CLAYTON — City council discussed police and fire levies that will be coming up for renewal next year. The first step to get both issues on the ballot involves having Montgomery County Auditor Karl Keith to certify the tax base of the properties in the city to determine the amount a 3.5 mil levy would generate.
The certification would provide the city an estimate of what both levies would bring in. The city is considering placing both levies on the ballot as continuous levies instead of 5-year renewal levies.
The levies would not be an increase. The same levies were originally passed in 2008.
“Back in 2008 when we got certification from the county we were estimated to receive $919,000 per year,” said Finance Director Kevin Schweitzer. “Currently this year we are bringing in $785,000, so the housing values have affected what we are bringing in, so it is less but we are still not increasing the millage.”
Mayor Joyce Deitering noted that property values were down as a result of the recent depression and asked Schweitzer when the next full reappraisal is scheduled to take place.
“The county is doing a tri-annual sales update right now, which is not a full-blown appraisal. You are looking at 2020 before the next full-blown re-appraisal takes place when the county will take a look at every property and take pictures and re-evaluate them,” Schweitzer said.
“Since these levies expire at the end of the year we need to take some kind of action on the levies this year,” Deitering said. She asked Schweitzer if he could calculate what the difference would be if the city waited until the county performed a sales appraisal at the end of the year before taking action.
Schweitzer said he had been in contact with the county, which informed him there would be an increase in property values but based on the millage the city would only see a minimal increase in the amount the levies would generate.
“If we wait too long we would be taking a chance of our levies lapsing and it would be detrimental to the fire and police. We need these levies to operate our departments,” Schweitzer stated.
“In order to maintain our level of services and to continue with the status quo and not have a big increase on the residents, you are recommending retaining the same millage?” Deitering asked, which Schweitzer acknowledged was correct.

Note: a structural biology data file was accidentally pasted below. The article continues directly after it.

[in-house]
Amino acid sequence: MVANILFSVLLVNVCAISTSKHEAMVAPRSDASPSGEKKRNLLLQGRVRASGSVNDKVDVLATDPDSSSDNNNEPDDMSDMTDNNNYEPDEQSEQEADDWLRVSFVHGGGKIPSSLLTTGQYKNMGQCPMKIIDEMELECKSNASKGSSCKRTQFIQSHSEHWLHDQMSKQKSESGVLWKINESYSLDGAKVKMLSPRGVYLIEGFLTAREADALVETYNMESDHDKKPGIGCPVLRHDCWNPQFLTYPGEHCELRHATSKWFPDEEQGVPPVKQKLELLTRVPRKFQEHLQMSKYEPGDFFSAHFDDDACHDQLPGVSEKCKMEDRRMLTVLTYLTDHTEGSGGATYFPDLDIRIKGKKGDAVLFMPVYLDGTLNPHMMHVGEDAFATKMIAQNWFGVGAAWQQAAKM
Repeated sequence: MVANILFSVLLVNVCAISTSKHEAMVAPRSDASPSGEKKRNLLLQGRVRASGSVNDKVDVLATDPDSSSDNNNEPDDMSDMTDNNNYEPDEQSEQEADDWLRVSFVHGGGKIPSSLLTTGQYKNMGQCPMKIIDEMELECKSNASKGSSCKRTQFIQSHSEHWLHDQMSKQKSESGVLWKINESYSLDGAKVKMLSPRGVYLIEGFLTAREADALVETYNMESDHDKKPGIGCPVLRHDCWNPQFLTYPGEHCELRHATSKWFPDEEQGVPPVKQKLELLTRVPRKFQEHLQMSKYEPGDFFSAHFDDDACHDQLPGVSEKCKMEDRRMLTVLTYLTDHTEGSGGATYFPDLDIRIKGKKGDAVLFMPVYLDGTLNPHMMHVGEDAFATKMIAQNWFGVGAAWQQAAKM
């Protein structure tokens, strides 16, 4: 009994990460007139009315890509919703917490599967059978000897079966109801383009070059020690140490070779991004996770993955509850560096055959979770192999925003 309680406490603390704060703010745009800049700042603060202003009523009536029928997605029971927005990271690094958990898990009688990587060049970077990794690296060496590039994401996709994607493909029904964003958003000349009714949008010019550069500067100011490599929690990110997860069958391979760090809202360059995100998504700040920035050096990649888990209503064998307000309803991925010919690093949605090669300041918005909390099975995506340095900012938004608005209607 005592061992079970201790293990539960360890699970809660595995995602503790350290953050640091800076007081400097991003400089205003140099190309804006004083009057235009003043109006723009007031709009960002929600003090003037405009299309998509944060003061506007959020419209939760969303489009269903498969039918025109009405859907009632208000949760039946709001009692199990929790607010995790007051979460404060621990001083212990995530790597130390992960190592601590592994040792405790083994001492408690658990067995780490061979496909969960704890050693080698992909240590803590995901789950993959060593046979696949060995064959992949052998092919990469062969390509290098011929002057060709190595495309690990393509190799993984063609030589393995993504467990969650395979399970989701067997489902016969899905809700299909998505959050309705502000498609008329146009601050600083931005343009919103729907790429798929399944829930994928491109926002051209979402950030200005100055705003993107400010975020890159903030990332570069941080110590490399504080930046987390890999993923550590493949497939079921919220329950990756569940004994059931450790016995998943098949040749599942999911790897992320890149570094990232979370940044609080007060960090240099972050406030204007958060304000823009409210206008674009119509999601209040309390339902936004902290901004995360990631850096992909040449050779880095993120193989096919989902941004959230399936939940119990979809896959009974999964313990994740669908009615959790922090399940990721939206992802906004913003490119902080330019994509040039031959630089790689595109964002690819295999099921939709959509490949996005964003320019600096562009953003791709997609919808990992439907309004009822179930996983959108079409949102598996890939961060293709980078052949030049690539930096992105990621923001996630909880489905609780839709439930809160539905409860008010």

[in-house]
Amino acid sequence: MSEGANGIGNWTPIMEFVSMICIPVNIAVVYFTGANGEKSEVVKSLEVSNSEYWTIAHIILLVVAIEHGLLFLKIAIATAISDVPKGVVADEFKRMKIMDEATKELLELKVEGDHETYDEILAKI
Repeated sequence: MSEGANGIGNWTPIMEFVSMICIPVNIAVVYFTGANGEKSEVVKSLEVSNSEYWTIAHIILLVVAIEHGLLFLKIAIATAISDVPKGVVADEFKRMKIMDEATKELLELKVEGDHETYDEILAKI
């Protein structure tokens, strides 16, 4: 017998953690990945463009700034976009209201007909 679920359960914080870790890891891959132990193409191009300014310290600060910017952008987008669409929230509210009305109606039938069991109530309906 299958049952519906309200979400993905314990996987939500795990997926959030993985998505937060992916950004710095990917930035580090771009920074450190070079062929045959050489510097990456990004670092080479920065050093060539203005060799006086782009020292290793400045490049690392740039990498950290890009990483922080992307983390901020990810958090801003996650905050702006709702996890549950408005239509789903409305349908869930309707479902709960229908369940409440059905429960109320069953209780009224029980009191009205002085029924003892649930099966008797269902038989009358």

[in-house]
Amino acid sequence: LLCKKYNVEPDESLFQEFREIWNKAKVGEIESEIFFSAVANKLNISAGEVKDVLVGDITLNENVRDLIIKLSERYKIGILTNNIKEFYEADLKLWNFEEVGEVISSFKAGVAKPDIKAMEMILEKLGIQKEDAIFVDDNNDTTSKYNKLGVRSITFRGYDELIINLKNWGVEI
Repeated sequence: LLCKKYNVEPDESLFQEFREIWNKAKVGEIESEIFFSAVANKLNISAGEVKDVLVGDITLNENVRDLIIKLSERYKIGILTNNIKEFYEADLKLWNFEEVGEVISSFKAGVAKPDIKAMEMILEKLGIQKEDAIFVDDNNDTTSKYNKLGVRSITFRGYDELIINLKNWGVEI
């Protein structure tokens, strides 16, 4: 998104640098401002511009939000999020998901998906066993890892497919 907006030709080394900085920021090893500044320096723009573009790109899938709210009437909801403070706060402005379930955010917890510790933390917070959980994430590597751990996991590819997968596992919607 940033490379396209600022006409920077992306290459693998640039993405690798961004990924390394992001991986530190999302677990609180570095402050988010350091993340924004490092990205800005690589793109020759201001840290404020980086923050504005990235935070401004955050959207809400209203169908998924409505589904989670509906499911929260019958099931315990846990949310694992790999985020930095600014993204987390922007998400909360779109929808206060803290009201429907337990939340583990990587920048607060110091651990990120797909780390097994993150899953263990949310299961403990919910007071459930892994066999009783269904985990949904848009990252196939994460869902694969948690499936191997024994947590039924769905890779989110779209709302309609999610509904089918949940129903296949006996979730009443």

“Is there any difference between what we currently have and what you are proposing?” she asked.
“As far 3.5 mils, that is what we are certifying to the auditor right now,”” Schweitzer stated.
Deitering clarified her question by asking, ‘as far as the levy?”
“With the levy, when we get to that point, we can look at just doing a 5-year renewal, or we can do a continuous levy,” Schweitzer said. “We have already lost money on this. We would be stuck at the new rate, whatever the county comes up with when they give us the certification. If we go with a continuous levy we wouldn’t have to ask the residents every five years to look at this and renew it. That way, it is a constant revenue stream. We would know it is there, but for both departments it does not cover all of the expenses of either department.”
If the city opts to place the levies on the ballot as 5-year renewals the city could seek an increase. Schweitzer said that in 2020, based on property values, the city could opt to seek a replacement levy instead of a renewal with the same 3.5 mil rate, which would capture any increase in property values.
Councilman Ken Henning felt having no property tax increase was important
“We were just ranked the 47th safest city in Ohio out of more than 900 municipalities. If we want to continue to have that level of service for our residents we want to maintain great fire/EMS services and police services,” Henning said.
Deitering said that it is important to look at where Clayton ranks in Montgomery County, noting the city was No. 2 overall.
“There is no possible means that the city of Clayton could support public safety without the police and fire levies. There is just no means that we could,” said City Manager Rick Rose. “If we go with a continuous levy and we lock in the current rate, even if it is low right now, it is good for our citizens and good for us.”
Schweitzer pointed out that all the resolution before council would do is ask the county to certify current tax valuation of the city and the dollar amount of revenue that would be generated by a 3.50 mil renewal levy for a continuous period.
Council approved both resolutions.